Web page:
Grain shortages were exacerbated by a rapid increase of the urban population. It swelled by 12.4 million nationwide in the four years 1929-32, and by 4.1 million in Ukraine within 1931, mainly because persecuted peasants fled their villages.

Nothing could have been easier for the regime than to starve townspeople, who depended on food supplies from elsewhere for their survival. Yet, it was not done. The regime made do with harsh food rationing. Peasantry as a social class was the victim of the cruel policy. This point clearly follows from the geography of the Great Famine. It spread throughout the Soviet breadbasket areas-Ukraine, the middle and lower reaches of the Volga, the North Caucasus, the central part of the
Black Earth Zone, the Urals, part of Siberia, and Kazakhstan - with a total population of 50 million. The Famine killed 6-7 million people nationwide. All Soviet peoples were victims.

Arguments cited to prove that the famine was a deliberate act of genocide do not hold water. Still, many Ukrainians do not want to turn the tragic page of history. This is understandable. If they did, public attention would turn to their own, present-day, policy and its dire fruit. The Ukrainian population shrank by 4.3 million in 1991-2003-3.6 million died, and over 1.2 million emigrated, while only 500,000 former emigres
returned. If we extrapolate the figures to the end of 2006, the population decline exceeds 5.4 million-this without wars, famine, or the Kremlin's imperialism. Don't these statistics give food for uneasy thought?
--------------------------------------------------------------------------------------------
NOTE: Andrei Marchukov, PhD (History), is staff researcher of the Russian Academy of Sciences' Institute of Russian History. The opinions expressed in this article are the author's and do not necessarily represent those of RIA Novosti.
----------------------------------------------------------------------------------------------
LINK: http://en.rian.ru/analysis/20071016/84171679.html
"It is not the consciousness of men that determines their existence, but their social existence that determines their consciousness."

-Karl Marx's 1859 Preface to the Contribution to the Critique of Political Economy
User avatar
Soviet cogitations: 4764
Defected to the U.S.S.R.: 20 Jul 2007, 06:59
Ideology: Marxism-Leninism
Forum Commissar
Post 08 May 2010, 00:02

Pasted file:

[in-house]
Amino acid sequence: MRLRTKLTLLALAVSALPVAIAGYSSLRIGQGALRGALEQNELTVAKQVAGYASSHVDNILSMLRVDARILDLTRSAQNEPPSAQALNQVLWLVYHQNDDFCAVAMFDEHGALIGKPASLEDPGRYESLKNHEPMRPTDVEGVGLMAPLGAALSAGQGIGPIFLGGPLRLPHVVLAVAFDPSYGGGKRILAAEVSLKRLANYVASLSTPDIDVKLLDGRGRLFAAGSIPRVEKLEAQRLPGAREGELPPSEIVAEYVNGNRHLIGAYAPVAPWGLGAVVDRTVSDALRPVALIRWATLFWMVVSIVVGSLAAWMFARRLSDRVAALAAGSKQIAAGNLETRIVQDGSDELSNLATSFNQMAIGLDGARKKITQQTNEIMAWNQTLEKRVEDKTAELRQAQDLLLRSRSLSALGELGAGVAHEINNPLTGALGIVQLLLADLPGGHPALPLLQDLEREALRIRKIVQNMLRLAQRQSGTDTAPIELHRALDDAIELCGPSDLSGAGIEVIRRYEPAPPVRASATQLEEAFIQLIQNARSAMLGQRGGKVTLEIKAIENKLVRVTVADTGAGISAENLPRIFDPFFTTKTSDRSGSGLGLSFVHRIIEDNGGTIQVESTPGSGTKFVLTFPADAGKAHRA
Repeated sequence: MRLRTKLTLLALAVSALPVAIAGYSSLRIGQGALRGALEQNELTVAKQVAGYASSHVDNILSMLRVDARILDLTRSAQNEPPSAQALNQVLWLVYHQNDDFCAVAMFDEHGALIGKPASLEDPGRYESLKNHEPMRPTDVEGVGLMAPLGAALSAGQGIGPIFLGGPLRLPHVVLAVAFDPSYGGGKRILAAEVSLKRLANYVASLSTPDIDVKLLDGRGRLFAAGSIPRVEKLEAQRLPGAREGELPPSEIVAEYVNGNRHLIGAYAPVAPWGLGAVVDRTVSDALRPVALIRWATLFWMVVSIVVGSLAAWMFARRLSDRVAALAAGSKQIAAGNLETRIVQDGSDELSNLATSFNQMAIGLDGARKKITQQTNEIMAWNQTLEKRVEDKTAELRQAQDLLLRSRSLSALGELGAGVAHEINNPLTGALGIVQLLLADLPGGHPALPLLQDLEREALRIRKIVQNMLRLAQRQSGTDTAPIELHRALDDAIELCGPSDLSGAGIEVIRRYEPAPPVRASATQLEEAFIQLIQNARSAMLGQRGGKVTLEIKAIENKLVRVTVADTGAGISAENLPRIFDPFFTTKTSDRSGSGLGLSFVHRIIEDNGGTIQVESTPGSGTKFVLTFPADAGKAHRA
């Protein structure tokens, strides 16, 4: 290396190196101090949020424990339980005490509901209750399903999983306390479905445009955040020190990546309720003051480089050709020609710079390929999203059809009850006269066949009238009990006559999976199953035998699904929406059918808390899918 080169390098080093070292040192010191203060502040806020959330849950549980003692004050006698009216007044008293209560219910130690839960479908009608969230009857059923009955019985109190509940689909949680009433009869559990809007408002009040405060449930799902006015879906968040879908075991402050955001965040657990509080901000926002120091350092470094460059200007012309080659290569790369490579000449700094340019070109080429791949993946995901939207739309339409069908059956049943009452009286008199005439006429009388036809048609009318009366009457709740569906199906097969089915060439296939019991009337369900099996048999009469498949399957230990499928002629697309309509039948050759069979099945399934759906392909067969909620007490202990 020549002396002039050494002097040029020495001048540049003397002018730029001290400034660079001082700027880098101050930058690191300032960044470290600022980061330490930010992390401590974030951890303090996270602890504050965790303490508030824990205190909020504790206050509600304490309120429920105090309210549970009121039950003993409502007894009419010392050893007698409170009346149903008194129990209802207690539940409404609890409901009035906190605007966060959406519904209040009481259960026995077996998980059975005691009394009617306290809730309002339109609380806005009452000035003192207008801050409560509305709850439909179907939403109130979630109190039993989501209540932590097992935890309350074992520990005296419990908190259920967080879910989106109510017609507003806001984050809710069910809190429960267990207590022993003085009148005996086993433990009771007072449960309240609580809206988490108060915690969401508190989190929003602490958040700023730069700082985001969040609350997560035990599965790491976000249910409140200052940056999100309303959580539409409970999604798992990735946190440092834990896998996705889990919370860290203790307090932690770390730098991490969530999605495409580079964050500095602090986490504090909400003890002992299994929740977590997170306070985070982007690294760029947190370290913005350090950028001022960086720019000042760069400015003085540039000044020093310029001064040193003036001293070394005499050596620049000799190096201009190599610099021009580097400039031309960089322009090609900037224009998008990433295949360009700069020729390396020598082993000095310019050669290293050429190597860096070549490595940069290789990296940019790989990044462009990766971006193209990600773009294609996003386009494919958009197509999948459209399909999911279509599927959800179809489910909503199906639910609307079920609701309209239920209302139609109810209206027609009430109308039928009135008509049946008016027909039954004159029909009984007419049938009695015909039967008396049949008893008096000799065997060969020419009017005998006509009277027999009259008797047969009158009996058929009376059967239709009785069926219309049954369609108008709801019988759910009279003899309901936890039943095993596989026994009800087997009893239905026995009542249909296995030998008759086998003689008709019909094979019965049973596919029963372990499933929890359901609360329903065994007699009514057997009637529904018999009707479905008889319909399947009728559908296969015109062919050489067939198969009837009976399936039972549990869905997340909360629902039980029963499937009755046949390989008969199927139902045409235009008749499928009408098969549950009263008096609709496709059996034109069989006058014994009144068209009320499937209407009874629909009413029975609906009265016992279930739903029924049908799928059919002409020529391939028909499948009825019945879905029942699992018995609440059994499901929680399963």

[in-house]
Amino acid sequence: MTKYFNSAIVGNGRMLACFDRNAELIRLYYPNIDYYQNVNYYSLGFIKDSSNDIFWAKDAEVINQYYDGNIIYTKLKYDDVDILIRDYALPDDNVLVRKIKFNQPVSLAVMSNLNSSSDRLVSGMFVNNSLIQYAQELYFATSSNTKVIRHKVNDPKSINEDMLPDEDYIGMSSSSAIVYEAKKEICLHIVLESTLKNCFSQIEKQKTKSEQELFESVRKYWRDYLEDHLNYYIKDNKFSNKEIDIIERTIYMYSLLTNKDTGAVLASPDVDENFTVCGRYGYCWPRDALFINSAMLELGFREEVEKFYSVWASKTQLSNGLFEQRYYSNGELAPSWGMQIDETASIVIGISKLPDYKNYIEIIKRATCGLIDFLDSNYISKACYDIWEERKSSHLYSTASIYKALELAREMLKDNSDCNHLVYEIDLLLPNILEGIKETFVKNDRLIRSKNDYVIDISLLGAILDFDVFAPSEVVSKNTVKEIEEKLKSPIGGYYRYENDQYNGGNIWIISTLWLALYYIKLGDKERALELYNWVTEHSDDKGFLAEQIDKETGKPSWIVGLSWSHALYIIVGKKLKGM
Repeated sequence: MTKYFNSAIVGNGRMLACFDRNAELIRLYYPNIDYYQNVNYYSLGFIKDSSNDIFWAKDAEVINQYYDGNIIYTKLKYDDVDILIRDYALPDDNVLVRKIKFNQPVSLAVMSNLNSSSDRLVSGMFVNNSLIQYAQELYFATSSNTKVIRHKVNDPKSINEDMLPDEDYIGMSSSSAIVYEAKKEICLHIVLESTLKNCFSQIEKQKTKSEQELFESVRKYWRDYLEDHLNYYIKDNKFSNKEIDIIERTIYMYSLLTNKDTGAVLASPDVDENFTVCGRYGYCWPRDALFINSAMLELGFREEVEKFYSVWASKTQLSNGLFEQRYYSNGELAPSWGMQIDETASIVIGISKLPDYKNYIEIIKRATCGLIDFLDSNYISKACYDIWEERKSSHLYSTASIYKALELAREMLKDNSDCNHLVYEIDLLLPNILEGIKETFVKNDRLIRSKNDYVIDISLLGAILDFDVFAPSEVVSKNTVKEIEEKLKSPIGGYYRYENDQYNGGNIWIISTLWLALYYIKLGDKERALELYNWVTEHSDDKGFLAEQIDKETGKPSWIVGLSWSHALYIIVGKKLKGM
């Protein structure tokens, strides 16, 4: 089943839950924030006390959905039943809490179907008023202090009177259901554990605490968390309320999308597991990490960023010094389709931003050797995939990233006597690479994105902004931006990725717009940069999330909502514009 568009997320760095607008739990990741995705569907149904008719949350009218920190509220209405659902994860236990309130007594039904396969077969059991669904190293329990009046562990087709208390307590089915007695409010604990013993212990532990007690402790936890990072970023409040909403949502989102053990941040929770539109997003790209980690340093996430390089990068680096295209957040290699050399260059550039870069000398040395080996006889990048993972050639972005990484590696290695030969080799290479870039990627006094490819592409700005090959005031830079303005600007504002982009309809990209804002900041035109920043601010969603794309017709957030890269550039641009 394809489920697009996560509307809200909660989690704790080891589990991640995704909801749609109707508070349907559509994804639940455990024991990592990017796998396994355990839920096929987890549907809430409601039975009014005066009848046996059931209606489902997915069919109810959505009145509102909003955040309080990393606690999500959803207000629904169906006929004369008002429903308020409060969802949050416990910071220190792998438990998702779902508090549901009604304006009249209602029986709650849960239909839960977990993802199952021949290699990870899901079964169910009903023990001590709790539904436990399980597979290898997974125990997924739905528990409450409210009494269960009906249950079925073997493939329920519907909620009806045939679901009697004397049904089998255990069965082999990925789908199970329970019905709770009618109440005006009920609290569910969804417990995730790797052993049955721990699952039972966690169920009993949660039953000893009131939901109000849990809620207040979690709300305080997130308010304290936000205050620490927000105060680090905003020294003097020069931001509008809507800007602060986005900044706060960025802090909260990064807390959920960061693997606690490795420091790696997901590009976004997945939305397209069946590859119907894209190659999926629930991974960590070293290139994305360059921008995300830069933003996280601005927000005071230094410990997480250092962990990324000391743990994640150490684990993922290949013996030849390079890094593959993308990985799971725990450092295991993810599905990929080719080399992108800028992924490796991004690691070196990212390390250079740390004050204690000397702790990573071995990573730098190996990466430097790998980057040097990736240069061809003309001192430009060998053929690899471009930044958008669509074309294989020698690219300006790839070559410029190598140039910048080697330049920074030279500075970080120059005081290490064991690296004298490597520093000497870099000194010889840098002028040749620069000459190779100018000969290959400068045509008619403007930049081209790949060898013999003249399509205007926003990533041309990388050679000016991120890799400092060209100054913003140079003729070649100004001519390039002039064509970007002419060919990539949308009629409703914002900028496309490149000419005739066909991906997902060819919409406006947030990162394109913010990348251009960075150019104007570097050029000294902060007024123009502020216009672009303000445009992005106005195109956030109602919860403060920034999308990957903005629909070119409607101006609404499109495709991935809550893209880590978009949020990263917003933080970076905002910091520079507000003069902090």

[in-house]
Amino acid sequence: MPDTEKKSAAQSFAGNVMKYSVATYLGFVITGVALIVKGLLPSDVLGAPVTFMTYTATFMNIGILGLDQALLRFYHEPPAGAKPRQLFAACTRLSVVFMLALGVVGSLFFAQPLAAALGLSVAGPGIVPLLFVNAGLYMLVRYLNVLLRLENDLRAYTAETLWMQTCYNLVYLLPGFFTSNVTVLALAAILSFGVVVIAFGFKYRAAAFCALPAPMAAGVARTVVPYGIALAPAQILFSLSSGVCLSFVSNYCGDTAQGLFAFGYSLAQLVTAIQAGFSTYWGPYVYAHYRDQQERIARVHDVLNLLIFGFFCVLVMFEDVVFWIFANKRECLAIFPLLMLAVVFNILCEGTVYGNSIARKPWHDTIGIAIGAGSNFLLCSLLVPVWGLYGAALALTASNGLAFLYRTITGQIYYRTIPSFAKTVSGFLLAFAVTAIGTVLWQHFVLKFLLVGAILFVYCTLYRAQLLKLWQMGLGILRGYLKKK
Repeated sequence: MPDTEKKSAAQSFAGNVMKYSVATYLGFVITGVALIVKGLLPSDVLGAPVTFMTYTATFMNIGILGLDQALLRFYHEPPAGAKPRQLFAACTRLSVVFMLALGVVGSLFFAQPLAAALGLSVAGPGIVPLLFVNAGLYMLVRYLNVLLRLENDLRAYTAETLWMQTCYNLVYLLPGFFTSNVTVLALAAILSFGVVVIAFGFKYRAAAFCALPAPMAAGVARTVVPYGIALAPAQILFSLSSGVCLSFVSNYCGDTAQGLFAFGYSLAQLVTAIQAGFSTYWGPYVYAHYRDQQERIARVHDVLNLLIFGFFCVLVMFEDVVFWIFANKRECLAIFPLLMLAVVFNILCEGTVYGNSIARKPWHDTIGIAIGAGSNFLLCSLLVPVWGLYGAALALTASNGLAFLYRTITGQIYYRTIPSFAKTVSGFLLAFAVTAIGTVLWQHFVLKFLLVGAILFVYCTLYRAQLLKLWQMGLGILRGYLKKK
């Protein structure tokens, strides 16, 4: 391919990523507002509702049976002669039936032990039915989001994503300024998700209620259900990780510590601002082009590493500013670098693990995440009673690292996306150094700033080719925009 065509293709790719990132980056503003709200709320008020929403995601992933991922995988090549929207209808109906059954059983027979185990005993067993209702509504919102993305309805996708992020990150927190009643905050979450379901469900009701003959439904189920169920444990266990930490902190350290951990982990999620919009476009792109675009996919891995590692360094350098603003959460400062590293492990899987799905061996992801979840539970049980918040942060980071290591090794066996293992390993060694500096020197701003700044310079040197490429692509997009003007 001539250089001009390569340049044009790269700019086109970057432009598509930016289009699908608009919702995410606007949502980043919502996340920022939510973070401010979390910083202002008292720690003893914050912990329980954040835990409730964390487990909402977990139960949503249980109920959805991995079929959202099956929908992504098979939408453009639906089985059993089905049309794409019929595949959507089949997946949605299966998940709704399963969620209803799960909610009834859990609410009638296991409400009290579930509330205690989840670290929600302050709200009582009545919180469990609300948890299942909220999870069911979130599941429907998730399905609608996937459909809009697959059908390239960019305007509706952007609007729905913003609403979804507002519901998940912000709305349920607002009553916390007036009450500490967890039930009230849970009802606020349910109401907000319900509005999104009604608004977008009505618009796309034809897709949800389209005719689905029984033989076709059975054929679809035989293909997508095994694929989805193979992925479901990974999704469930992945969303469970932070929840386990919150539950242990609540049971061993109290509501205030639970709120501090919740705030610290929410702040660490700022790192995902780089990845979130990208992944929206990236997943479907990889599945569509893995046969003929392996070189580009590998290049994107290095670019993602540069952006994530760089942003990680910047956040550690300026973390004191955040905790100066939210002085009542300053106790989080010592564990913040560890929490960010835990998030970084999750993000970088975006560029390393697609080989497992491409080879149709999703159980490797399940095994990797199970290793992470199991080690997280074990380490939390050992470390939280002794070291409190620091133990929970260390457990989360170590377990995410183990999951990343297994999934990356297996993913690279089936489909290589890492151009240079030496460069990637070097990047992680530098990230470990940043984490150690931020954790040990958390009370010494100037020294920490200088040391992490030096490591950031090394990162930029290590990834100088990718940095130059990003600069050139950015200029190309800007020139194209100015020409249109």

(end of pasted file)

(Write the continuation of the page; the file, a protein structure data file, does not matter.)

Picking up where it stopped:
Lots to chew on. Thank you very much.
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Defected to the U.S.S.R.: 12 May 2010, 07:43
Ideology: Other Leftist
Politburo
Post 17 May 2010, 06:30
pinkocommie wrote:
Peasants were dying of starvation as early as October 1932, and the famine went on up to the next year's end. Those two years saw 2.9-3.5 million deaths from starvation in Ukraine alone,
according to various estimates. Yet it was not ethnocide proper.
Registry office statistics for 1933 show death rates in urban localities no higher than average, in contrast to an exorbitant death toll in the countryside not only in Ukraine but all over the Soviet Union. People were doomed not on the grounds of ethnicity, but merely because they lived in rural areas.
Grain shortages were exacerbated by a rapid increase of the urban population. It swelled by 12.4 million nationwide in the four years 1929-32, and by 4.1 million in Ukraine within 1931, mainly because persecuted peasants fled their villages.

Nothing could have been easier for the regime than to starve townspeople, who depended on food supplies from elsewhere for their survival. Yet, it was not done. The regime made do with harsh food rationing. Peasantry as a social class was the victim of the cruel policy. This point clearly follows from the geography of the Great Famine. It spread throughout the Soviet breadbasket areas-Ukraine, the middle and lower reaches of the Volga, the North Caucasus, the central part of the
Black Earth Zone, the Urals, part of Siberia, and Kazakhstan - with a total population of 50 million. The Famine killed 6-7 million people nationwide. All Soviet peoples were victims.